Many 17th century engravings and drawings show lattice windows in various patterns. The lattice was made out of lead, so these are called leaded windows. You can also see a range of window types: casement windows were the most common, opening inward so as to protect the delicate glass. By the 1680s, it was not uncommon to see wooden-framed, square-paned sash windows in the grander homes, and it was around this time that the weighted sash was invented, which meant that when you opened the window, it would stay in place without sliding or being fastened.
Bartholomeus van Bassen, Renaissance Interior with Banqueters, 1618-20, showing windows with small square panes and shutters for insulation
Meanwhile, French glassmakers had figured out how to cast glass, yielding flatter and clearer panes than ever before. The perfect showcase for this new marvel was Versailles, built in the 1680s, and particularly the staggering Hall of Mirrors, with its facade of cast plate glass windows reflected in matching plate glass mirrors.
The Hall of Mirrors at Versailles was a stunning showcase for France's new plate glass technology — you can see how much bigger the panes were than in the above Dutch painting from earlier in the century
For the next century or so, different engineers in different countries vied to create the strongest, clearest, flattest window glass, using various recipes and techniques. By the middle of the 19th century, wealthy Brits were using the latest materials in their glass greenhouses or conservatories. And in fact it was a gardener who designed the most famous glass structure ever, the Crystal Palace, the site of the Great Exhibition of 1851 in London.
The Crystal Palace, home of London's Great Exhibition of 1851, was designed by landscape architect Joseph Paxton and including a record-breaking amount of glass
No one had ever seen so many windows before, and not just because of the glass technology — shortly before the exhibition, England had repealed two duties on windows and window glass that had drastically increased the cost (it had been introduced as a proxy for income tax, since the wealthier one was, the more windows one had). So the Crystal Palace was a stunning display of plate glass just in time for it to cost about 50% of what it had previously.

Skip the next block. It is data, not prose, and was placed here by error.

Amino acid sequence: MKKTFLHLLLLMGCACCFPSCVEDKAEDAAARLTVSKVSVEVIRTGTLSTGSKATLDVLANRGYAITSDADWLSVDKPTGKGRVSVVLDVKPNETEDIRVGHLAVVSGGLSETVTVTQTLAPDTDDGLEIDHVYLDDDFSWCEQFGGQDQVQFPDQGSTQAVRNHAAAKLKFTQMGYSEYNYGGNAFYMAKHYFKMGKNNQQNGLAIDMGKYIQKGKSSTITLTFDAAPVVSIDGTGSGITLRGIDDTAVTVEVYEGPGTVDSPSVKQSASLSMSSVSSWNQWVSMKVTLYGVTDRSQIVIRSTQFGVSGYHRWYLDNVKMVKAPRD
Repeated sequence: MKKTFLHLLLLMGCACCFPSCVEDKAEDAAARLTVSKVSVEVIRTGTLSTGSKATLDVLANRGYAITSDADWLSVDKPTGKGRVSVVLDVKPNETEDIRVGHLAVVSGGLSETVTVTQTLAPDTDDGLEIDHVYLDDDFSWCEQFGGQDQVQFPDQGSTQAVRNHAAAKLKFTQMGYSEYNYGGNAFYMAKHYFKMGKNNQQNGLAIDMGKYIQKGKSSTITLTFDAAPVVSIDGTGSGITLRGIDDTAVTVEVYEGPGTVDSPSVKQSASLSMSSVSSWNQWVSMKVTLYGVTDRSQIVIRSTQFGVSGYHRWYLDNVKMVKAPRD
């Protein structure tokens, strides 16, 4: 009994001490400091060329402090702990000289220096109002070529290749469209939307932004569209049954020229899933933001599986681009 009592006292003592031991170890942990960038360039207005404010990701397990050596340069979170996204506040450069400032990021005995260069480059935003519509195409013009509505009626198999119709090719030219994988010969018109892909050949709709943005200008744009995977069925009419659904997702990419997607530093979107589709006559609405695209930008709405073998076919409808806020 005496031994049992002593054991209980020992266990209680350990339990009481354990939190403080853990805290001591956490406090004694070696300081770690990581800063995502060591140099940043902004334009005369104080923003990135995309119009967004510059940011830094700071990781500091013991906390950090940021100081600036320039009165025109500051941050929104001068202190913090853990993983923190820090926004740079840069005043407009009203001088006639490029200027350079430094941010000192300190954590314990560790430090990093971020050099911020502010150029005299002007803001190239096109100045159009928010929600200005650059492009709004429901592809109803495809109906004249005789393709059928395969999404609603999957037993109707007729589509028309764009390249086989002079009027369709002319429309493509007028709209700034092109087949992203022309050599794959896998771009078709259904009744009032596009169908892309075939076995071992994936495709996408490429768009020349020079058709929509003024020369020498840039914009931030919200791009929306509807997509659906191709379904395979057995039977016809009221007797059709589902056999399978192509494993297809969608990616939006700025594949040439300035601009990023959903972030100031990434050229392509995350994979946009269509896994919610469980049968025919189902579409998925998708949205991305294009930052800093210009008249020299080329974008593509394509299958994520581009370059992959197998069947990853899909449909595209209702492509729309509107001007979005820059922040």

Oriel Chambers, built in Liverpool in 1864, was the first to have a metal frame and glass curtain wall
This was also the time that steelmaking was modernized by the Bessemer process, allowing steel to become the major component of architectural structures. No longer did walls have to bear the weight of the structure — now the steel frame supported the building, and the walls could be made entirely of glass, a feature known as a curtain wall.
The Lever House, built in 1952 by Skidmore, Owings and Merrill
The curtain wall found its apotheosis in skyscrapers like the Lever House, which featured the first curtain wall installed in New York City, in 1952. Of course, glass and glassmaking technology have only been improved upon for the last 150 years, and now we have strong, insulated glass in whatever size we want. But it's interesting to think of how recently it was a luxury out of reach of the average person.
Images: 1 Wikipedia; 2 Nuernberger—hausbuecher; 3 Wikipedia; 4 FriendsofArt.net; 5 User kitkatgo on travelpod; 6 Wikipedia (Crystal Palace); 7 Wikipedia (Oriel Chambers); 8 Panoramio.